We’re obsessed with finding balance. Work-life balance. Eat a balanced diet. Do this exercise to reach mental and physical balance. It’s so elusive; yet so desirable. Supposedly, when you have balance, everything will fit into place. Your kids and spouse won’t annoy you. You’ll be healthy, fit and wealthy. Life will be easier. You’ll be complete. The pursuit of balance seems to have a new theory, conference session or Cosmo article each month, and people are getting rich writing self-help books about it.
While it sounds good, I’ve discovered I’m not a fan of balance. Disruption, change, uncertainty, and risk all lead to possibility. When things are balanced, which happens only very occasionally in my busy family life, things are just satisfactory. There’s nothing to pique curiosity. Life is comfortable. Complacent. Ignorant. Sluggish. Lazy. And before long, things start to slide. For me, balance seems to only come about from making compromises and that’s when my standards go down. I achieve balance when I ignore things, or put them on the backburner, or pretend I didn’t see it.
In this world there is plenty we need to feel compelled to change. Whether it’s the homeless guy on the street corner that I see each day, or if it’s something global like climate change. There are myriad things destroying our humanity and compassion for each other, and our connection with the earth. I don’t think anyone who says they feel ‘balanced’ while this is still happening, has their eyes open.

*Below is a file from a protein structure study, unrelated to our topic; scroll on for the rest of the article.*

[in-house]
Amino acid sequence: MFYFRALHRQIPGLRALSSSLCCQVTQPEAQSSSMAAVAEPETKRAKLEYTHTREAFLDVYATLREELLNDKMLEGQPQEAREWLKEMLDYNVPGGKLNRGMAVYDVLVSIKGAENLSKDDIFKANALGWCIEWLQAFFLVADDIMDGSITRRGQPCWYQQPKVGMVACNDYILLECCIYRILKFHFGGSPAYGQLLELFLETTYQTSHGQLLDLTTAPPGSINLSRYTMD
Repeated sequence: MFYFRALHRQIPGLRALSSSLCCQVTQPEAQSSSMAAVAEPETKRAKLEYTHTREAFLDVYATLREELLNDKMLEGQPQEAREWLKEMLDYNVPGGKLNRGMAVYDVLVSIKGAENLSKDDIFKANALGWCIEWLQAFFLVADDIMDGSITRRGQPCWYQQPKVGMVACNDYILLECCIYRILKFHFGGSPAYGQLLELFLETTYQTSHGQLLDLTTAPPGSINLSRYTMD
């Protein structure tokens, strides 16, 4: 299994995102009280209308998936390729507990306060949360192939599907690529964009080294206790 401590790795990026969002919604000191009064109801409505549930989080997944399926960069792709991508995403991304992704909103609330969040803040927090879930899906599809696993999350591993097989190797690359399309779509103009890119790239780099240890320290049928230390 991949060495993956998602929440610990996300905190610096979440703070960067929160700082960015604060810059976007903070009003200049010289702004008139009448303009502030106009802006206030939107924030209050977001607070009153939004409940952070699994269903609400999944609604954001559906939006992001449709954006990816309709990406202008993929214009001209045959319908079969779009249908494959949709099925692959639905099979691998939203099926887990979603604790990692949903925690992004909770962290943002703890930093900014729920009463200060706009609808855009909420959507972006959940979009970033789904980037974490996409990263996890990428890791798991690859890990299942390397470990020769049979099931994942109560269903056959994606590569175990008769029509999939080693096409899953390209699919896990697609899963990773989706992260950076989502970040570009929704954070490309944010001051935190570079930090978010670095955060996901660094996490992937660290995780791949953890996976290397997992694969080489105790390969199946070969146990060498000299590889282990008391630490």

Perhaps instead of seeking balance, it’s better to embrace imbalance? Truly allow ourselves to be swept up in the disharmony of our society. Only then will we really see the problems in the world or in the home or in our heart to such an extent we might do something about them. I don’t think we’ll find solutions straight away because that would be a Coke ad. I just mean working on them. Committing to stand up for (advocacy) or against (activism) something.
I want to hold on to passion.
When we are so ferociously chasing balance, we will do anything to turn away from the things that disrupt that pursuit. Yet, as I’m regularly reminded, disruption is the only thing that has ever changed the world. What’s the point if I give up caring about our world because speaking up and going against the grain doesn’t fit with the comfortable, balanced lifestyle that seems so appealing?
May I never be so jaded, so tired, so lifeless.